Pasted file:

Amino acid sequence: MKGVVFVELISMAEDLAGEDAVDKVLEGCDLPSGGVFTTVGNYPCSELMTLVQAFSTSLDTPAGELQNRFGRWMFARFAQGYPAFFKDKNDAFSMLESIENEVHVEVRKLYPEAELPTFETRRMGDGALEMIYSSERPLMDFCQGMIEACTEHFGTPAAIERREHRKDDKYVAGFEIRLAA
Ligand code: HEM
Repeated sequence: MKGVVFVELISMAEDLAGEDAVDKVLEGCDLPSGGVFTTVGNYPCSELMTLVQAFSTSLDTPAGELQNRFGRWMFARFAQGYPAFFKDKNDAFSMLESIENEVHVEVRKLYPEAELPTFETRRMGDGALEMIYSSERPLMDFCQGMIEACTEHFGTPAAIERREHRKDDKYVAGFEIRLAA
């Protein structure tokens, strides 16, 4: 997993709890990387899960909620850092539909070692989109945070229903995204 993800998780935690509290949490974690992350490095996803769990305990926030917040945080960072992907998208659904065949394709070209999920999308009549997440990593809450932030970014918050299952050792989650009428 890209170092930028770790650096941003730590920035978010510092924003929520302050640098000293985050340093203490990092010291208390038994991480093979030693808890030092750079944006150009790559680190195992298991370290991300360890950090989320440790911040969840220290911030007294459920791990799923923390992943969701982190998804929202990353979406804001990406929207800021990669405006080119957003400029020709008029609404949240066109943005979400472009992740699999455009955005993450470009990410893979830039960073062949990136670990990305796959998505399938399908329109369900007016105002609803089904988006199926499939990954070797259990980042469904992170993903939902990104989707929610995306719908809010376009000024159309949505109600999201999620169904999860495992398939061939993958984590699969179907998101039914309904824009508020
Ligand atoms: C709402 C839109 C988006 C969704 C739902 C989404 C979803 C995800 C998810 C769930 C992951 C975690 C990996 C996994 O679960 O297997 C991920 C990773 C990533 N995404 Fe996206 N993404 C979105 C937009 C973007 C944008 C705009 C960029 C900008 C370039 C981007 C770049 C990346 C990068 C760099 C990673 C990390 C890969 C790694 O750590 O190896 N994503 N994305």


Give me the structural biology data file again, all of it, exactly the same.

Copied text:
Amino acid sequence: MKGVVFVELISMAEDLAGEDAVDKVLEGCDLPSGGVFTTVGNYPCSELMTLVQAFSTSLDTPAGELQNRFGRWMFARFAQGYPAFFKDKNDAFSMLESIENEVHVEVRKLYPEAELPTFETRRMGDGALEMIYSSERPLMDFCQGMIEACTEHFGTPAAIERREHRKDDKYVAGFEIRLAA
Ligand code: HEM
Repeated sequence: MKGVVFVELISMAEDLAGEDAVDKVLEGCDLPSGGVFTTVGNYPCSELMTLVQAFSTSLDTPAGELQNRFGRWMFARFAQGYPAFFKDKNDAFSMLESIENEVHVEVRKLYPEAELPTFETRRMGDGALEMIYSSERPLMDFCQGMIEACTEHFGTPAAIERREHRKDDKYVAGFEIRLAA
């Protein structure tokens, strides 16, 4: 997993709890990387899960909620850092539909070692989109945070229903995204 993800998780935690509290949490974690992350490095996803769990305990926030917040945080960072992907998208659904065949394709070209999920999308009549997440990593809450932030970014918050299952050792989650009428 890209170092930028770790650096941003730590920035978010510092924003929520302050640098000293985050340093203490990092010291208390038994991480093979030693808890030092750079944006150009790559680190195992298991370290991300360890950090989320440790911040969840220290911030007294459920791990799923923390992943969701982190998804929202990353979406804001990406929207800021990669405006080119957003400029020709008029609404949240066109943005979400472009992740699999455009955005993450470009990410893979830039960073062949990136670990990305796959998505399938399908329109369900007016105002609803089904988006199926499939990954070797259990980042469904992170993903939902990104989707929610995306719908809010376009000024159309949505109600999201999620169904999860495992398939061939993958984590699969179907998101039914309904824009508020
Ligand atoms: C709402 C839109 C988006 C969704 C739902 C989404 C979803 C995800 C998810 C769930 C992951 C975690 C990996 C996994 O679960 O297997 C991920 C990773 C990533 N995404 Fe996206 N993404 C979105 C937009 C973007 C944008 C705009 C960029 C900008 C370039 C981007 C770049 C990346 C990068 C760099 C990673 C990390 C890969 C790694 O750590 O190896 N994503 N994305």